How to measure current to not burn out supply or components

Discussion in 'General Electronics Chat' started by booboo, Sep 5, 2015.

  1. booboo

    Thread Starter Member

    Apr 25, 2015
    165
    2
    Hi everybody
    I have a DMM it's VC9805. For measuring the output current of this Buck module, I used it this way:

    [​IMG]
    Then I connected the red test lead to 20A and set it to DC mode(it is in DC mode itself) and connected the test leads to the output of the module. and when I turned the supply on, BOOOOM!

    [​IMG]

    Burnt out.:(
    Why? (I think there is a big load in DMM to draw current)

    I want to measure the current on my board. I want to know Is my MCU(STM32F103) drawing current or not(want to know it's functioning/working or not). but I'm worry that maybe it would burnt out my debugger(it's J-Link) or my MCU. Should I be worry?
     
    Last edited: Sep 5, 2015
  2. blocco a spirale

    AAC Fanatic!

    Jun 18, 2008
    1,440
    368
    Can you draw a diagram of exactly how you connected the meter?

    You know the meter should be connected in series with the load if you want to measure current?
     
  3. booboo

    Thread Starter Member

    Apr 25, 2015
    165
    2
    I just connected the red test lead to +output and the black to the -output.
    Is it incorrect?
     
  4. blocco a spirale

    AAC Fanatic!

    Jun 18, 2008
    1,440
    368
    Nope.
     
  5. djsfantasi

    AAC Fanatic!

    Apr 11, 2010
    2,810
    834
    ?
     
  6. bertus

    Administrator

    Apr 5, 2008
    15,648
    2,347
    Hello,

    On what range setting was the DMM?
    What is damaged?
    The powersupply or the DMM?

    Bertus
     
  7. booboo

    Thread Starter Member

    Apr 25, 2015
    165
    2
    But probably it is!;)
    if it's not, then why it's burnt out?
     
  8. booboo

    Thread Starter Member

    Apr 25, 2015
    165
    2
    1- 20A
    2- LM2596
    3- LM2596 on the Buck module
     
  9. blocco a spirale

    AAC Fanatic!

    Jun 18, 2008
    1,440
    368
    This is not how you measure current; you shorted-circuited the output of the buck converter.

    The meter should be in series with the load.
     
    booboo likes this.
  10. bertus

    Administrator

    Apr 5, 2008
    15,648
    2,347
    Hello,

    In the link is given that the Buck module can deliver 3 Amps.
    The 20 A connection will act as a short.
    The buck converter is likely NOT short circuit protected.

    Bertus
     
    booboo likes this.
  11. Dave Garcia

    New Member

    Mar 2, 2012
    3
    1
    First you need to check for short circuit condition.
    This is accomplished by putting a light bulb in series with your circuit.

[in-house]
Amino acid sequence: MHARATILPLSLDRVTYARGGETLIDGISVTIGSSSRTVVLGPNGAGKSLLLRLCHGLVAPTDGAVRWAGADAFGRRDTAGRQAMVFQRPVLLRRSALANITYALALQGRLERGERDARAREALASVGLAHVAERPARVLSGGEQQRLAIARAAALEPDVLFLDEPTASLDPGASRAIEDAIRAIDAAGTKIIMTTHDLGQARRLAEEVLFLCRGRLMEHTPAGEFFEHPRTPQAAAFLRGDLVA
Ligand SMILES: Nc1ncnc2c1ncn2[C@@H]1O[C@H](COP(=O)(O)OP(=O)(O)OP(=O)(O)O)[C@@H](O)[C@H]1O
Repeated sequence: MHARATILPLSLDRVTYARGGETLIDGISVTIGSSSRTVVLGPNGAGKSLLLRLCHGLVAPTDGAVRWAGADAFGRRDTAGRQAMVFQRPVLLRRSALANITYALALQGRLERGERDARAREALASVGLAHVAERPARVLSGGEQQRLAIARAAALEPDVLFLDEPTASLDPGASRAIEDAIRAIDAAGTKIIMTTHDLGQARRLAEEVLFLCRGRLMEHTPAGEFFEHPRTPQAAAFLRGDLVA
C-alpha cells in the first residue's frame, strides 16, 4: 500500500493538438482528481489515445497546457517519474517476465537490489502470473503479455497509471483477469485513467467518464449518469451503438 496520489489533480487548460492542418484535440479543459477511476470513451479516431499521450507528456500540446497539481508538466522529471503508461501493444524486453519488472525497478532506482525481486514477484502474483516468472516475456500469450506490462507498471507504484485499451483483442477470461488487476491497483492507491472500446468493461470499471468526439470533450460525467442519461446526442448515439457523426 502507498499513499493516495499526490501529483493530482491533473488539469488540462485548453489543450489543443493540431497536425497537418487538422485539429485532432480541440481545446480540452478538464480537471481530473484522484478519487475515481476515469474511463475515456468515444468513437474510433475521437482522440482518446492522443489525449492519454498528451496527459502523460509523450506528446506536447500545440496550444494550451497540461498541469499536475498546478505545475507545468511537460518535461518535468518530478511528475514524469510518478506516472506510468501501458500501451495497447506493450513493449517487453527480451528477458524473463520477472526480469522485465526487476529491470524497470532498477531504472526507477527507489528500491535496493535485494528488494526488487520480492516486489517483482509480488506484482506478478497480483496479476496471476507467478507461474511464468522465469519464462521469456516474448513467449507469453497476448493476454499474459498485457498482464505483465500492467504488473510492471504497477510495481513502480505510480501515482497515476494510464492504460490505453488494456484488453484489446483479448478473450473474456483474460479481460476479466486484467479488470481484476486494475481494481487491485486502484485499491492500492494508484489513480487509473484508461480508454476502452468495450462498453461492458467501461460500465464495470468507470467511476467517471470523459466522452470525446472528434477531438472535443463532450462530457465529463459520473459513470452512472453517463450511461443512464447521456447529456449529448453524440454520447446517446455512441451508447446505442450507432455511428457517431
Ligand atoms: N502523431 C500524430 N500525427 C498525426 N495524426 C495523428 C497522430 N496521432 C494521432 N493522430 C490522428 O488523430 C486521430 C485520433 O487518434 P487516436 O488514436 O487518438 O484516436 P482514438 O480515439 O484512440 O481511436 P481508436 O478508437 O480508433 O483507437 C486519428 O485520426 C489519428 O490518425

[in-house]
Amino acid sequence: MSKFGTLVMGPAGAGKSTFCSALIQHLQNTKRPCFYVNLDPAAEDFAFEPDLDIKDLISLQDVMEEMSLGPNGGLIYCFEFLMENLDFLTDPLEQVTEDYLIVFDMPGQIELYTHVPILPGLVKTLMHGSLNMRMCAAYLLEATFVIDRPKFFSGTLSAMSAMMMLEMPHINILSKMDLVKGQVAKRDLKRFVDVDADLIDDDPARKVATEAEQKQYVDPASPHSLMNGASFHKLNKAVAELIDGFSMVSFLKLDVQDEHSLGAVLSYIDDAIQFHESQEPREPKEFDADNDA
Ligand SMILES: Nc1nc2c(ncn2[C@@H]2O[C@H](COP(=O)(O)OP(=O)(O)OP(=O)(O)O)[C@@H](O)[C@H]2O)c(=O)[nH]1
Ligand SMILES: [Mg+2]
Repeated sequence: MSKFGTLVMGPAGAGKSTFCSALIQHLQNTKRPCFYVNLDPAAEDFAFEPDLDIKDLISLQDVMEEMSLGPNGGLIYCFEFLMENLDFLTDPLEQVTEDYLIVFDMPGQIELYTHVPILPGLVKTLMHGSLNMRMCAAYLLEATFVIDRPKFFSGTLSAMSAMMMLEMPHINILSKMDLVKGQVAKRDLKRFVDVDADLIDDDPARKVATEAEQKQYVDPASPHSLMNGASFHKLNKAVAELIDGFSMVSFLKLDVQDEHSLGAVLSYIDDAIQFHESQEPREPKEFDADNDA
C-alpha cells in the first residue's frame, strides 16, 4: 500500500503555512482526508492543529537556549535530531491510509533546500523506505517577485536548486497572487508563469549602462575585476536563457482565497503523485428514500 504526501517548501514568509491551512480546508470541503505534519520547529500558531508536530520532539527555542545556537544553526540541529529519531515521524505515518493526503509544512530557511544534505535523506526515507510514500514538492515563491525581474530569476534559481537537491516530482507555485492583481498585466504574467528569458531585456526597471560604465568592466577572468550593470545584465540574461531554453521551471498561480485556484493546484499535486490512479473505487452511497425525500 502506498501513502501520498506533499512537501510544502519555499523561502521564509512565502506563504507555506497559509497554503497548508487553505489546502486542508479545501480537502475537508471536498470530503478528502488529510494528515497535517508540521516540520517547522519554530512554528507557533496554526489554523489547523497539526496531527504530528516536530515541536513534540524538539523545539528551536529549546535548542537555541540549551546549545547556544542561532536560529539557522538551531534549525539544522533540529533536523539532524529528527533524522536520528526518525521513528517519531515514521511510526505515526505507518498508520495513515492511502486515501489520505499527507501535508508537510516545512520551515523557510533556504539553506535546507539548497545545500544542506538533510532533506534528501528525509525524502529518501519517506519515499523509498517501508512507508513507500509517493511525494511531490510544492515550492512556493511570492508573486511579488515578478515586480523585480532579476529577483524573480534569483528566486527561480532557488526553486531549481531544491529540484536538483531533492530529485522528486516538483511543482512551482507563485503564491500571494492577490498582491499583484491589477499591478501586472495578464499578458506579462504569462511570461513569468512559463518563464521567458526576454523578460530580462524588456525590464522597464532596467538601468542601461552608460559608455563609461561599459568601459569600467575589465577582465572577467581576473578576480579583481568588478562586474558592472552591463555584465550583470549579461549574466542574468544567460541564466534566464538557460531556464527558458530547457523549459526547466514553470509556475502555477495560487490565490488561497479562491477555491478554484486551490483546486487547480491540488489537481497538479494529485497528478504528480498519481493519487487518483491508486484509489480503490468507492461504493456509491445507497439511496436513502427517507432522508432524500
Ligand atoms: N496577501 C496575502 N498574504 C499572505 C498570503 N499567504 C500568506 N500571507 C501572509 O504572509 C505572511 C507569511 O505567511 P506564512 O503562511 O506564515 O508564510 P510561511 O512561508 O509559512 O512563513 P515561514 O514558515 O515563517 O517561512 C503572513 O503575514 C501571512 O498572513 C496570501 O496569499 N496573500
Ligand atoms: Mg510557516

The light bulb should be the same wattage you expect from your circuit.
    If light is about half brightness, then you do not have a dead short.
    If light is on full brightness, then you have a dead short.
    If light is off, then you have a open circuit.

    Best Regards
     
    booboo likes this.
  12. PeterCoxSmith

    Member

    Feb 23, 2015
    148
    38
    sounds like the DVM was connected directly across the supply in which case it is a short circuit. If the supply blew up then it did not have a short circuit protection capability.
     
    booboo likes this.
  13. booboo

    Thread Starter Member

    Apr 25, 2015
    165
    2
    I just wanted to know can it give me 3A really.
    This is the schematic of my DMM:

    [​IMG]

    How could I measure the max current at the output of my Buck module?
     
  14. bertus

    Administrator

    Apr 5, 2008
    15,648
    2,347
    Hello,

    Did you read the specs of the buck converter in the link you provided?
    It states a maximum output current of 3 A.

    Bertus
     
  15. PeterCoxSmith

    Member

    Feb 23, 2015
    148
    38
    You need a circuit like this:

    upload_2015-9-5_19-11-57.png

    The resistor sets the current and must have a value of

    R = (Expected Voltage) / (Expected Current)

    And this resistor must have a power rating of (Expected Voltage) x (Expected Current) x 5
     
    booboo likes this.
  16. AnalogKid

    Distinguished Member

    Aug 1, 2013
    4,542
    1,251
    By design, a voltmeter has a very high input impedance or resistance. It tries to look like an infinitely large resistor that drawn no current.

    However, a current meter is the opposite. It tries to look like zero ohms. If you are measuring the output current of a power supply that has built-in current limiting, the supply will protect itself and the meter will show the short-circuit current. But most buck regulators do not have this kind of protection built in.

    When the manufacturer says the regulator is good for 3 A, he means that you can draw more than 3 A if you want, but it might damage the regulator. That is what happened in your case. If you want to confirm that the device can supply 3 A, you need to connect a load resistor that is calculated (with Ohm's Law) to draw 3 A at whatever the output voltage is, and put your meter in series with it.

    ak
     
    booboo likes this.
  17. Alec_t

    AAC Fanatic!

    Sep 17, 2013
    5,801
    1,105
    If you fried your DMM then R20 (10mΩ) and pcb track around it have probably been destroyed :(.
     
    booboo likes this.
  18. MaxHeadRoom

    Expert

    Jul 18, 2013
    10,553
    2,375
    The safest. Use a clamp on ammeter add-on to your meter.;)
    Max.
     
    booboo likes this.
  19. booboo

    Thread Starter Member

    Apr 25, 2015
    165
    2
    Thanks guys
    Yeah, sure! but I would see it actually.
     
  20. Dave Garcia

    New Member

    Mar 2, 2012
    3
    1
    I would use a fuse for the maximum amperage you would expect in your circuit.

    Best Regards Again
     
Loading...